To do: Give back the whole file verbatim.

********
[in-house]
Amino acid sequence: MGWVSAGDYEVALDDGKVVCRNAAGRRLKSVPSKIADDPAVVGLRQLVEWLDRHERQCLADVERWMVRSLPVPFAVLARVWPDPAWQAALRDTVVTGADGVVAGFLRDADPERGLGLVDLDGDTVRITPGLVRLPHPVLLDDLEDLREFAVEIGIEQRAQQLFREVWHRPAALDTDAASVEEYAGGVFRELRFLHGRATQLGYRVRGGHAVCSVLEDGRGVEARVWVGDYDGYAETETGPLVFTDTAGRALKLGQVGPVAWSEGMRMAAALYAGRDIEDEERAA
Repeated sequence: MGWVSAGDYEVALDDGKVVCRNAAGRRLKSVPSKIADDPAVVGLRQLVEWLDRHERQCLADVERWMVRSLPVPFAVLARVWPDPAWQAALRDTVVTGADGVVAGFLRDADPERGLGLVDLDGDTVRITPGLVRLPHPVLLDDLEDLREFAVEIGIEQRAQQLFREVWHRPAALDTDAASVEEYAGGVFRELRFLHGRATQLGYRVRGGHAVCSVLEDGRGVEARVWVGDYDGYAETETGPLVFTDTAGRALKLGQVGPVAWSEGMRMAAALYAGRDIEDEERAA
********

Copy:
[in-house]
Amino acid sequence: MGWVSAGDYEVALDDGKVVCRNAAGRRLKSVPSKIADDPAVVGLRQLVEWLDRHERQCLADVERWMVRSLPVPFAVLARVWPDPAWQAALRDTVVTGADGVVAGFLRDADPERGLGLVDLDGDTVRITPGLVRLPHPVLLDDLEDLREFAVEIGIEQRAQQLFREVWHRPAALDTDAASVEEYAGGVFRELRFLHGRATQLGYRVRGGHAVCSVLEDGRGVEARVWVGDYDGYAETETGPLVFTDTAGRALKLGQVGPVAWSEGMRMAAALYAGRDIEDEERAA
Repeated sequence: MGWVSAGDYEVALDDGKVVCRNAAGRRLKSVPSKIADDPAVVGLRQLVEWLDRHERQCLADVERWMVRSLPVPFAVLARVWPDPAWQAALRDTVVTGADGVVAGFLRDADPERGLGLVDLDGDTVRITPGLVRLPHPVLLDDLEDLREFAVEIGIEQRAQQLFREVWHRPAALDTDAASVEEYAGGVFRELRFLHGRATQLGYRVRGGHAVCSVLEDGRGVEARVWVGDYDGYAETETGPLVFTDTAGRALKLGQVGPVAWSEGMRMAAALYAGRDIEDEERAA